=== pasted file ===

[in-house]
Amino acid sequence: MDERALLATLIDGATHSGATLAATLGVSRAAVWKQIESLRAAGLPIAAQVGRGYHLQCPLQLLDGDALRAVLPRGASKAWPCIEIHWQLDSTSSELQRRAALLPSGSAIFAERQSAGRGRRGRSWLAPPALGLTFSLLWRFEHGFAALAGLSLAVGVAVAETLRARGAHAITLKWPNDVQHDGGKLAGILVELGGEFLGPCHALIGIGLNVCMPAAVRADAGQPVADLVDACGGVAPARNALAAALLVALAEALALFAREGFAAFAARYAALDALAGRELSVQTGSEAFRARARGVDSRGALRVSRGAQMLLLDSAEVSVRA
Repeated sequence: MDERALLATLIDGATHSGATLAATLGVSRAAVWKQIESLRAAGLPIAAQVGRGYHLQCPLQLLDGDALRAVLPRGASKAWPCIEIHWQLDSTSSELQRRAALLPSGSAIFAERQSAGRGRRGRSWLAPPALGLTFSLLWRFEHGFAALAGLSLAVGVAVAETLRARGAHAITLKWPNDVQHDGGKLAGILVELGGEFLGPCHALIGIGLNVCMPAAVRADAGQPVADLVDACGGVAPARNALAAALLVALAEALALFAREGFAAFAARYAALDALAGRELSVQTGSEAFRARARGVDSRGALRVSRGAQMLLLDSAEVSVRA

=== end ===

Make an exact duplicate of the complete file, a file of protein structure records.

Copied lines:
[in-house]
Amino acid sequence: MDERALLATLIDGATHSGATLAATLGVSRAAVWKQIESLRAAGLPIAAQVGRGYHLQCPLQLLDGDALRAVLPRGASKAWPCIEIHWQLDSTSSELQRRAALLPSGSAIFAERQSAGRGRRGRSWLAPPALGLTFSLLWRFEHGFAALAGLSLAVGVAVAETLRARGAHAITLKWPNDVQHDGGKLAGILVELGGEFLGPCHALIGIGLNVCMPAAVRADAGQPVADLVDACGGVAPARNALAAALLVALAEALALFAREGFAAFAARYAALDALAGRELSVQTGSEAFRARARGVDSRGALRVSRGAQMLLLDSAEVSVRA
Repeated sequence: MDERALLATLIDGATHSGATLAATLGVSRAAVWKQIESLRAAGLPIAAQVGRGYHLQCPLQLLDGDALRAVLPRGASKAWPCIEIHWQLDSTSSELQRRAALLPSGSAIFAERQSAGRGRRGRSWLAPPALGLTFSLLWRFEHGFAALAGLSLAVGVAVAETLRARGAHAITLKWPNDVQHDGGKLAGILVELGGEFLGPCHALIGIGLNVCMPAAVRADAGQPVADLVDACGGVAPARNALAAALLVALAEALALFAREGFAAFAARYAALDALAGRELSVQTGSEAFRARARGVDSRGALRVSRGAQMLLLDSAEVSVRA